Turkey Hunt

by Katie Norton

While I was still new at Black & Twigg, shortly before Thanksgiving, Percy brought me a handwritten memo to type, the subject “Turkey Hunt,” addressed to all Black & Twigg employees in the San Francisco office from management.  It said that the firm was going to host a live turkey hunt in the vast basement parking garage as a Thanksgiving treat for the employees.  Part of the garage would be roped off and live turkeys set loose.  However because we were in the City, guns would not be allowed.  If you wanted to catch a turkey, you would have to use a rope, net, bag or your bare hands.  I typed up the memo and handed it to Percy.  “Very funny.  Who is going to take this seriously?”  

“There's a tradition in the Houston office.  Black & Twigg's compound there is huge, with lots of small buildings and a tall headquarters in the center.  Every year we play this practical joke on new employees.  We tell them there's a turkey hunt, then we go up on the top floor of the headquarters building and watch the fun.  First we tell them that the turkey hunt will start at Building 5.  They all rush over there.  Then when they get there, someone tells them it's been moved to a location clear across the compound.  So we get to watch them race over to the opposite end of the facility.  They are sent criss-crossing and zig-zagging all over the place and never find any turkeys.”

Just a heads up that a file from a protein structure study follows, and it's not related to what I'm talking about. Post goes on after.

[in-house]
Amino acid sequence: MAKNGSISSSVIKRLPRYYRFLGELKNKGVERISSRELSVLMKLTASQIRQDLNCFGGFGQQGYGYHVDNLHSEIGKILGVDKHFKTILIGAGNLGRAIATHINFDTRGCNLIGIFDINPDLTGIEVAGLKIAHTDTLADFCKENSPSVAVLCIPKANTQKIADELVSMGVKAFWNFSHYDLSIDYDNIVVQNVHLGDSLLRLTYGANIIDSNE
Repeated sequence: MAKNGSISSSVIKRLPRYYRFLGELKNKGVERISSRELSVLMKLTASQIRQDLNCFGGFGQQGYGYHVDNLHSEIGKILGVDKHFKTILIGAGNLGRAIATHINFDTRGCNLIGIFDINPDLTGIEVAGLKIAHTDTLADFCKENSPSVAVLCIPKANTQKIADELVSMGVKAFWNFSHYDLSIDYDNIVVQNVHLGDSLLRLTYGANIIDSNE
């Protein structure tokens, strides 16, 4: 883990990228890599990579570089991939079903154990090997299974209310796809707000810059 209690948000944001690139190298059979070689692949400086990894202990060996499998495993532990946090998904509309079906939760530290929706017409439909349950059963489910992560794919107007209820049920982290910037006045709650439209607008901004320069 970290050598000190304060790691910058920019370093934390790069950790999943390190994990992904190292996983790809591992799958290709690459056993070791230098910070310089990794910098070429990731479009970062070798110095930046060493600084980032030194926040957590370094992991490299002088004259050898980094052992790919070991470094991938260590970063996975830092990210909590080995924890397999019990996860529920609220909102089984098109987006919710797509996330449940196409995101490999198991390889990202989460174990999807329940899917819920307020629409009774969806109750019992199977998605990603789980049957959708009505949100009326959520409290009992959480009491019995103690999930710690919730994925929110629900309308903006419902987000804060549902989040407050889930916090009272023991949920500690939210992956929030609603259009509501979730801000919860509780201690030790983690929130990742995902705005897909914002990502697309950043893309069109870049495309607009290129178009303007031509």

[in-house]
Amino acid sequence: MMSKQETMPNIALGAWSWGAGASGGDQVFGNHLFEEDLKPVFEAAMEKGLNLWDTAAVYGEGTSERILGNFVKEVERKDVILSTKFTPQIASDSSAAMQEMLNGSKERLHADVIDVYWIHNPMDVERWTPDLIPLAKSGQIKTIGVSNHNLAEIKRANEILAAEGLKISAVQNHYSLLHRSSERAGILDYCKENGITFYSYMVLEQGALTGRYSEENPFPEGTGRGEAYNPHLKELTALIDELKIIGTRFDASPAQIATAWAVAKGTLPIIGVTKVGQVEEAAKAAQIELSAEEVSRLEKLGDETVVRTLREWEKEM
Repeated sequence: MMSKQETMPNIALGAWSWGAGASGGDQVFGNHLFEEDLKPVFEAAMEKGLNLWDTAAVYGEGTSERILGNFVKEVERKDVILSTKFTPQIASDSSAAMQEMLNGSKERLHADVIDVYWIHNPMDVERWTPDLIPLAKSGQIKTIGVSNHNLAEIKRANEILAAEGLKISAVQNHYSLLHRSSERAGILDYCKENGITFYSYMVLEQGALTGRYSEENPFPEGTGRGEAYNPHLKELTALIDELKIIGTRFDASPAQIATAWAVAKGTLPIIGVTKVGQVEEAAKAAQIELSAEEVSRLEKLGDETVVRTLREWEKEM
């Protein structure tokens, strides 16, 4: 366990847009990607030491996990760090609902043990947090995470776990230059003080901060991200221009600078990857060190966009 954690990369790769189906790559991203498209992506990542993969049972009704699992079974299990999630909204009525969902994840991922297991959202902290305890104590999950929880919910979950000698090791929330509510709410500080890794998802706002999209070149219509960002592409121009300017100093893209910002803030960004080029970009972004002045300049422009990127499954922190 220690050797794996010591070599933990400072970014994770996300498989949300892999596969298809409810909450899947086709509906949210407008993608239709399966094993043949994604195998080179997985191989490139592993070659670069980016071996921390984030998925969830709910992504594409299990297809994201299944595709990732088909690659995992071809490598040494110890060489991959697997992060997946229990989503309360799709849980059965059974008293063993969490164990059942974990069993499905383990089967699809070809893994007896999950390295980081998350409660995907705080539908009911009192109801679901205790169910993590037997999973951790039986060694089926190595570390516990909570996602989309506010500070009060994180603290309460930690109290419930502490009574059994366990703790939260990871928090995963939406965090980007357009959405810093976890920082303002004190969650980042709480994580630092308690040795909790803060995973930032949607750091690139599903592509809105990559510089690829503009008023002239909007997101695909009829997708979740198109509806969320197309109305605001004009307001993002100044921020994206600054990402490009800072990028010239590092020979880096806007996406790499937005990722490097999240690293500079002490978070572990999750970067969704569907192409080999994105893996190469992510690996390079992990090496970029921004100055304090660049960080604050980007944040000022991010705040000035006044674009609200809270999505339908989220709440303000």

It had all the charm of a bad fraternity prank.  I could see how some of the redneck hick employees in the Houston office might fall for this.  I didn't expect anyone in San Francisco to go for it.  Wrong!  The memo caused a huge hubbub and even got mentioned in Herb Caen's column.  The Filipino draftsmen took it at face value and chattered excitedly about the turkey hunt for the rest of the afternoon.  They were looking forward to it with gusto.  One of them asked me if he could take his live turkey home on BART.  

Martha, a proto-PETA type in HR, was appalled at the idea of hunting animals, bad enough, but to do so on company time made it doubly worse.  She phoned the Humane Society, who sent over an investigator.  Building management got wind of the turkey hunt and called the police.  A San Francisco police officer showed up at the office inquiring whether we had arranged for traffic control in the parking garage. 

Percy and Bob were thrilled with the havoc they had wreaked.  And I was their accomplice in crime.  The Vice President from the Houston office even cracked a smile.  When I showed Percy and Bob the mention in Herb Caen's column, it made their day.  They talked about it for months.